Cybersecurity: Protecting Against Internet Attacks Threatens Civil Liberties


For what purposes may information be shared and used? A cybersecurity law should only authorize sharing of cybersecurity threat information for cybersecurity purposes, including prosecuting cybersecurity crimes. Without that limitation, info sharing could become a backdoor wiretap. Here the Rogers bill is the biggest risk; it permits information shared for cybersecurity reasons to be used for any national security purpose and to prosecute any crime. A warrant or other legal process is essential if the government wants to use the information for other purposes.

Despite the dire picture painted here, Cybersecurity week need not signal open season on civil liberties and privacy. House leadership has a choice between the seriously flawed Rogers bill and the more measured Lungren bill.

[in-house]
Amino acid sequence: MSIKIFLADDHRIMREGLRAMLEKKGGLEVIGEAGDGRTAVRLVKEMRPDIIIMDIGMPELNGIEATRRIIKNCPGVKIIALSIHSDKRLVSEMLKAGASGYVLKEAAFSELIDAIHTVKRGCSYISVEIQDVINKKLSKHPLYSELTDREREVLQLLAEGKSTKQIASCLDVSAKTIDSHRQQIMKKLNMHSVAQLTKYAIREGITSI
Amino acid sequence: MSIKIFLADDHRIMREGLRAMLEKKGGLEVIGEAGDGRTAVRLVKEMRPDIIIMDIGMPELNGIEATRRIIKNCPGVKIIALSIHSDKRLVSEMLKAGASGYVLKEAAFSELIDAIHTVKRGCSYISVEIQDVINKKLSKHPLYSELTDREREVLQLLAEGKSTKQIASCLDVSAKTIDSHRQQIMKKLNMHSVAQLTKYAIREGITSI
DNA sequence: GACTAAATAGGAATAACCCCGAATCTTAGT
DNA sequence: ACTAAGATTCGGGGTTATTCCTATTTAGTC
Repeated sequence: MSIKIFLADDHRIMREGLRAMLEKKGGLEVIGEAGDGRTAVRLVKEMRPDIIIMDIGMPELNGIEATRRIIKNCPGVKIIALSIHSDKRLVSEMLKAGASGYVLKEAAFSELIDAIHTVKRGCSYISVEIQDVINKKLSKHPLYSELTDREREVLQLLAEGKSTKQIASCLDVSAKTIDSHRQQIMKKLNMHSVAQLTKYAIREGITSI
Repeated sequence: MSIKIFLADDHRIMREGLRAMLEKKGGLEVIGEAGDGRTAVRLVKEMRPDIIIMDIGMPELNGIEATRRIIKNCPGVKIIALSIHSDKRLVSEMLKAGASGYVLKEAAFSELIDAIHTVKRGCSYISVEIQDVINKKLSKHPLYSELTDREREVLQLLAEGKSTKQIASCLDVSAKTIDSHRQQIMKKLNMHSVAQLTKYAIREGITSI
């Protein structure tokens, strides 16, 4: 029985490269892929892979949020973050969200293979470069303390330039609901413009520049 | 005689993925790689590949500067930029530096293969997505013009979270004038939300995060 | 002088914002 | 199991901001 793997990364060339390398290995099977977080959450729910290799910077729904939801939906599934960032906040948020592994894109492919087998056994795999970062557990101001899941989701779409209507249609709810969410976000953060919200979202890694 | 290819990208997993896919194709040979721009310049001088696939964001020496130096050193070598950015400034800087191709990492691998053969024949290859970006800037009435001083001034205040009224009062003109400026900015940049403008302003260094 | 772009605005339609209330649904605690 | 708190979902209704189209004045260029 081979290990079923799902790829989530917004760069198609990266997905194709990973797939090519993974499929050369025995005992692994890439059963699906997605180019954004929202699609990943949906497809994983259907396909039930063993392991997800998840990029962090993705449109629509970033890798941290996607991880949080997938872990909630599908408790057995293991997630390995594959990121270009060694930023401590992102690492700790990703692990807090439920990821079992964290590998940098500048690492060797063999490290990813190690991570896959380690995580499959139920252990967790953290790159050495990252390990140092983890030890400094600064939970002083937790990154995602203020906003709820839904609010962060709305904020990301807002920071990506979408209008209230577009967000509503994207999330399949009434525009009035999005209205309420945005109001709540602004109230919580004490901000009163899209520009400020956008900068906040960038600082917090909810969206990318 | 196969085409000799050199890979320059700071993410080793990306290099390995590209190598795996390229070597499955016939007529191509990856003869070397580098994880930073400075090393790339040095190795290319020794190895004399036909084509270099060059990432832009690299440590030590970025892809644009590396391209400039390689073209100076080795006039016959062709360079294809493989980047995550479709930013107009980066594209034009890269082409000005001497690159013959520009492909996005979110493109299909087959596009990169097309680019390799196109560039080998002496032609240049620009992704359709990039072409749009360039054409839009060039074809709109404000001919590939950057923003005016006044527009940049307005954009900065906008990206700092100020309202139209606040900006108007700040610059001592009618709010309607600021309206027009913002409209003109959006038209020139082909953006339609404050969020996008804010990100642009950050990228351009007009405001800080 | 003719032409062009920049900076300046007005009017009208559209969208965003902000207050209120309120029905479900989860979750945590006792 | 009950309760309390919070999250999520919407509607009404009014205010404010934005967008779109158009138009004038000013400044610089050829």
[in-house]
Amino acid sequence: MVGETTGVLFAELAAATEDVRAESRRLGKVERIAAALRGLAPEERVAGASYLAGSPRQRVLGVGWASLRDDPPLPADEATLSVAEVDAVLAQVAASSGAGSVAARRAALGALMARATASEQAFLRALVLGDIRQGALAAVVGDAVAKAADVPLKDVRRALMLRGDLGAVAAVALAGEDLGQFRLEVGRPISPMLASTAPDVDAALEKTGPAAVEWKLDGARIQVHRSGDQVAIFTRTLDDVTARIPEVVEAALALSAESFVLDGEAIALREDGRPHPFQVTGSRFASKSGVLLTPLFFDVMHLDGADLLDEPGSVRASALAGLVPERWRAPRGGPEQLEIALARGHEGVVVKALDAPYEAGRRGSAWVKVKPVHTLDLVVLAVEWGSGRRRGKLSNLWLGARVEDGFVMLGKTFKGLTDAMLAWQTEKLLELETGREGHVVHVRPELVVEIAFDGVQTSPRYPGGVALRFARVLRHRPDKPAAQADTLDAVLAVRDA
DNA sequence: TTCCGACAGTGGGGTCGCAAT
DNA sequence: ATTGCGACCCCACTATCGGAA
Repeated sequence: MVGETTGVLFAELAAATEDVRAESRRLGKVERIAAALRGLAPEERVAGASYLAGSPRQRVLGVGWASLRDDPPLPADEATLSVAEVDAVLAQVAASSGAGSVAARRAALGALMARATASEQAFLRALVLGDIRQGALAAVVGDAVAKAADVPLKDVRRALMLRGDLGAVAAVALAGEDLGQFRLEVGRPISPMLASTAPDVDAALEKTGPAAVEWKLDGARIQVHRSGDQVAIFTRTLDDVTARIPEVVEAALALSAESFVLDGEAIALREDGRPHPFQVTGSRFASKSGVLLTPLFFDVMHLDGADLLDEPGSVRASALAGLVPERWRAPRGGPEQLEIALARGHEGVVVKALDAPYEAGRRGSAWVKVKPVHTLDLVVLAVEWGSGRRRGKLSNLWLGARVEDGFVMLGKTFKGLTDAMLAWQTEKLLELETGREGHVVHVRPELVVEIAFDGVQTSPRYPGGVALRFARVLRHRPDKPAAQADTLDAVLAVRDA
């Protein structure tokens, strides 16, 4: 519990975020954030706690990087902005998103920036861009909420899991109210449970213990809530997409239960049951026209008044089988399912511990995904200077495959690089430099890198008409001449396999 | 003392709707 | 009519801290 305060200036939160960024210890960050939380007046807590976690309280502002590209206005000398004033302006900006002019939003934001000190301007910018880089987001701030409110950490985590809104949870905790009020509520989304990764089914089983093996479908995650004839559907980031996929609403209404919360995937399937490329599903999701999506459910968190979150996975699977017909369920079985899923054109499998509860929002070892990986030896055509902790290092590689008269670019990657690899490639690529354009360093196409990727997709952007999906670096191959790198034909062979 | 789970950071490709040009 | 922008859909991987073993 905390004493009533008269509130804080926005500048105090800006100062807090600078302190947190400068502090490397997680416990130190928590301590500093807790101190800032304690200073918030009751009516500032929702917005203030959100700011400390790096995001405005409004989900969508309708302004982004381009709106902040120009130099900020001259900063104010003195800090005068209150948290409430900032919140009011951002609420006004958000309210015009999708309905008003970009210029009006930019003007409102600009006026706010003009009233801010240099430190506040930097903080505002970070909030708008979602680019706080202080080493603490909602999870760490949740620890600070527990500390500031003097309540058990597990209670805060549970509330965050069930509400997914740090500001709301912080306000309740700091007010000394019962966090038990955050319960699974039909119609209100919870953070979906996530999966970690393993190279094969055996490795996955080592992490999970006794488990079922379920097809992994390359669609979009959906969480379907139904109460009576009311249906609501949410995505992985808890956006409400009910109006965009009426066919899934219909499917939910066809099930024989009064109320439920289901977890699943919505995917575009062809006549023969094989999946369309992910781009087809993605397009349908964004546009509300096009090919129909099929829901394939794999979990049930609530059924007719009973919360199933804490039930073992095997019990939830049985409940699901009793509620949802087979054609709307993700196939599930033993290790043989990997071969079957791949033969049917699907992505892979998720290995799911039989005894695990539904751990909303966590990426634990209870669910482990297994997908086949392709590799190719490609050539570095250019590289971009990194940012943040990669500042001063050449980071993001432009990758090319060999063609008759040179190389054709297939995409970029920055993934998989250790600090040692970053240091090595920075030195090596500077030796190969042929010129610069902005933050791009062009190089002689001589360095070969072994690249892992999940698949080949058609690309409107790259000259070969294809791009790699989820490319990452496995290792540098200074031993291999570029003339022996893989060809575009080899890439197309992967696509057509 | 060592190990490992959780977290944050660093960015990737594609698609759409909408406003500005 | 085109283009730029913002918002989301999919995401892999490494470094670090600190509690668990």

Once again we are being told that we have to trade liberty for security; and once again, it's just not true. The House leadership just needs to make the right choice.

Leslie Harris is the president and CEO of the Center for Democracy & Technology

  • 1
  • |
  • 2
  • |
  • 3
Join the Discussion
blog comments powered by Disqus
You Might Also Like...
See It, Share It
PHOTO: Year In Pictures
Damien Meyer/AFP/Getty Images
PHOTO: James Franco and Seth Rogen in The Interview.
Ed Araquel/Sony/Columbia Pictures/AP Photo
PHOTO: Patrick Crawford is pictured in this photo from his Facebook page.
Meteorologist Patrick Crawford KCEN/Facebook
PHOTO: George Stinney Jr., the youngest person ever executed in South Carolina, in 1944, is seen in this undated file photo.
South Carolina Department of Archives and History/AP Photo